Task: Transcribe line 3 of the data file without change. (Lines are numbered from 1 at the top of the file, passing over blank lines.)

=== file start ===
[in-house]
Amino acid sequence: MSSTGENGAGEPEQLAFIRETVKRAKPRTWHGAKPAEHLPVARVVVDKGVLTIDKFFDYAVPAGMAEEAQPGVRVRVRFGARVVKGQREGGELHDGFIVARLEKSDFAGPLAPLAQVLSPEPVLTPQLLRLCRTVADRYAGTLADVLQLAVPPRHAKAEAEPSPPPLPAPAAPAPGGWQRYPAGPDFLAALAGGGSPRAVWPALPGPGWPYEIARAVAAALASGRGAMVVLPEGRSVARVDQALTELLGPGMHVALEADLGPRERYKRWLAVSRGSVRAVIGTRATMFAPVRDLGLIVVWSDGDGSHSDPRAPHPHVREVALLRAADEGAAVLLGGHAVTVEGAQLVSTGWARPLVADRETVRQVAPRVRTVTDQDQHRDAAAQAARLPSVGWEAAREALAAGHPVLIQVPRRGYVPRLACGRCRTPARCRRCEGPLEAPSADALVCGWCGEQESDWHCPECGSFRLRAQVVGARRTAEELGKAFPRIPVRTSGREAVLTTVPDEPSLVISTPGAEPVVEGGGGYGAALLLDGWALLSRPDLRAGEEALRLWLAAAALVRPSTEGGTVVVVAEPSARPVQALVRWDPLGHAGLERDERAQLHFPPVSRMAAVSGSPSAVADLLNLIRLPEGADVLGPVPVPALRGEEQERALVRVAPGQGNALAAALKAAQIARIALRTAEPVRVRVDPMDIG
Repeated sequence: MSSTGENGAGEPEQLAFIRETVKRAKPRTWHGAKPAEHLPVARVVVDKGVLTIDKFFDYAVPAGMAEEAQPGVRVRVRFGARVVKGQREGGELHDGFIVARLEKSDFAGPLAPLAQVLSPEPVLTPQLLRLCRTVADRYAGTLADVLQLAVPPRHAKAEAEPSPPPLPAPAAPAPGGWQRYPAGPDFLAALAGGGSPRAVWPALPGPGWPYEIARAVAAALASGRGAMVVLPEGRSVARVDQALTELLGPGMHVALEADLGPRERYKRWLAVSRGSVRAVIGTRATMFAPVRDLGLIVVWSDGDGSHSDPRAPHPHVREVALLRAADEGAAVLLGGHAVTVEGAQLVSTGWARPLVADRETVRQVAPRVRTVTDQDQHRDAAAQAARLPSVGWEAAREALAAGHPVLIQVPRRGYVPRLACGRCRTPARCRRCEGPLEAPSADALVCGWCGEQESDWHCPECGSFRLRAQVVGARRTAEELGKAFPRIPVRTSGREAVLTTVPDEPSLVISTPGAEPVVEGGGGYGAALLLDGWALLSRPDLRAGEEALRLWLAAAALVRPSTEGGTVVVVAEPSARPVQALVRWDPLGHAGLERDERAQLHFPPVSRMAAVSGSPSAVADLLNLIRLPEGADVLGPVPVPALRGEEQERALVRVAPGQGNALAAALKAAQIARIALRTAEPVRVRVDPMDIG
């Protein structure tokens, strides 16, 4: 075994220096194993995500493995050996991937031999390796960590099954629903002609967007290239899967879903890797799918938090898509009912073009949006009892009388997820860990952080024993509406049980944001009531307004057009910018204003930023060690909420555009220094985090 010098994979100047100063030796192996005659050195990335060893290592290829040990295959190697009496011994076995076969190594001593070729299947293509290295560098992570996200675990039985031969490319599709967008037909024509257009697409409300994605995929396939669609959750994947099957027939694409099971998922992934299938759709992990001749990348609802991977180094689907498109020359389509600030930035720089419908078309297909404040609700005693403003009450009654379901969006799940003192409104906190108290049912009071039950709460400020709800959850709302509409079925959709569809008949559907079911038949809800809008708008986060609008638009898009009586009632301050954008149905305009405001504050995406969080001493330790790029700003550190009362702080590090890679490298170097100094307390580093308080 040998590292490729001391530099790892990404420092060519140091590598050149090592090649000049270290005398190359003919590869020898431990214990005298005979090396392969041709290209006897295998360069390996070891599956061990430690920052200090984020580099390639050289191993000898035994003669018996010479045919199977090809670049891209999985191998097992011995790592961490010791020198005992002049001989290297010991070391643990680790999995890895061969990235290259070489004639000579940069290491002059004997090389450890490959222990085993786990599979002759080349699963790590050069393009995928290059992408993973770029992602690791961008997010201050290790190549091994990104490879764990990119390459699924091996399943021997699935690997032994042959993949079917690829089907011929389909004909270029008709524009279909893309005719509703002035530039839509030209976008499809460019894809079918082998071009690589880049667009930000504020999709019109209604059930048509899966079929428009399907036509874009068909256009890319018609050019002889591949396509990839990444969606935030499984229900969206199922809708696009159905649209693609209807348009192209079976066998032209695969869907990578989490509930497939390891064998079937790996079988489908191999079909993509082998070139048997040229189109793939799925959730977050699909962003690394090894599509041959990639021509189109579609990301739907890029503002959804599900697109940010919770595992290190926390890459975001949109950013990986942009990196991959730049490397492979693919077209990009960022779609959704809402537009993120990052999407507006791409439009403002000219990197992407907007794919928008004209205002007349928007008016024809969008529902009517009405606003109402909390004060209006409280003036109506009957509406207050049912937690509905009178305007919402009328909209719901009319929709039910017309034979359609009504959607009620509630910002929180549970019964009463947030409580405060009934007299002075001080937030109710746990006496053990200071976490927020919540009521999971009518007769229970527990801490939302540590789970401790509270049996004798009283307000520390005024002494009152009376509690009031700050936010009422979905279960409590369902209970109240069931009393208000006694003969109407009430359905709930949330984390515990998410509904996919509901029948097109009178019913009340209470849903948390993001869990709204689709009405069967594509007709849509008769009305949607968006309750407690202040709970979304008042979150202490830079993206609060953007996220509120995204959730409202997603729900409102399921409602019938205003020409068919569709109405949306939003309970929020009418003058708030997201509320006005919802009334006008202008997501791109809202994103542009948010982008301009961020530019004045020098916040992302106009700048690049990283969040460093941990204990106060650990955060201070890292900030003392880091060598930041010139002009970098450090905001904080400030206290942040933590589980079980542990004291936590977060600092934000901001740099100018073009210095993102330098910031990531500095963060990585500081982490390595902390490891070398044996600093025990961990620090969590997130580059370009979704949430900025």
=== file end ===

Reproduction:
Repeated sequence: MSSTGENGAGEPEQLAFIRETVKRAKPRTWHGAKPAEHLPVARVVVDKGVLTIDKFFDYAVPAGMAEEAQPGVRVRVRFGARVVKGQREGGELHDGFIVARLEKSDFAGPLAPLAQVLSPEPVLTPQLLRLCRTVADRYAGTLADVLQLAVPPRHAKAEAEPSPPPLPAPAAPAPGGWQRYPAGPDFLAALAGGGSPRAVWPALPGPGWPYEIARAVAAALASGRGAMVVLPEGRSVARVDQALTELLGPGMHVALEADLGPRERYKRWLAVSRGSVRAVIGTRATMFAPVRDLGLIVVWSDGDGSHSDPRAPHPHVREVALLRAADEGAAVLLGGHAVTVEGAQLVSTGWARPLVADRETVRQVAPRVRTVTDQDQHRDAAAQAARLPSVGWEAAREALAAGHPVLIQVPRRGYVPRLACGRCRTPARCRRCEGPLEAPSADALVCGWCGEQESDWHCPECGSFRLRAQVVGARRTAEELGKAFPRIPVRTSGREAVLTTVPDEPSLVISTPGAEPVVEGGGGYGAALLLDGWALLSRPDLRAGEEALRLWLAAAALVRPSTEGGTVVVVAEPSARPVQALVRWDPLGHAGLERDERAQLHFPPVSRMAAVSGSPSAVADLLNLIRLPEGADVLGPVPVPALRGEEQERALVRVAPGQGNALAAALKAAQIARIALRTAEPVRVRVDPMDIG